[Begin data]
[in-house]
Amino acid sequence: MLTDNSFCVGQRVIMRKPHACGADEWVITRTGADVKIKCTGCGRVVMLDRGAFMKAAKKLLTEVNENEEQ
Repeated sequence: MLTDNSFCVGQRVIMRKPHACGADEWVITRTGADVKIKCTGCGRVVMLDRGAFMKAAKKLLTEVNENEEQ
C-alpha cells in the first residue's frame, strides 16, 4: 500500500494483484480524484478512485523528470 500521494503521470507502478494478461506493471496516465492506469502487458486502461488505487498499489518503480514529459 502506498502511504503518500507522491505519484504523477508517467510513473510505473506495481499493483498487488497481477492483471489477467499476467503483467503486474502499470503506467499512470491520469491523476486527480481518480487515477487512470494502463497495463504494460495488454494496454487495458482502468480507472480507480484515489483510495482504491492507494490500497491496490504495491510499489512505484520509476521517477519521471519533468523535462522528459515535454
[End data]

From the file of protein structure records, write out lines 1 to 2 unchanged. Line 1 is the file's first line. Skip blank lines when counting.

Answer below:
[in-house]
Amino acid sequence: MLTDNSFCVGQRVIMRKPHACGADEWVITRTGADVKIKCTGCGRVVMLDRGAFMKAAKKLLTEVNENEEQ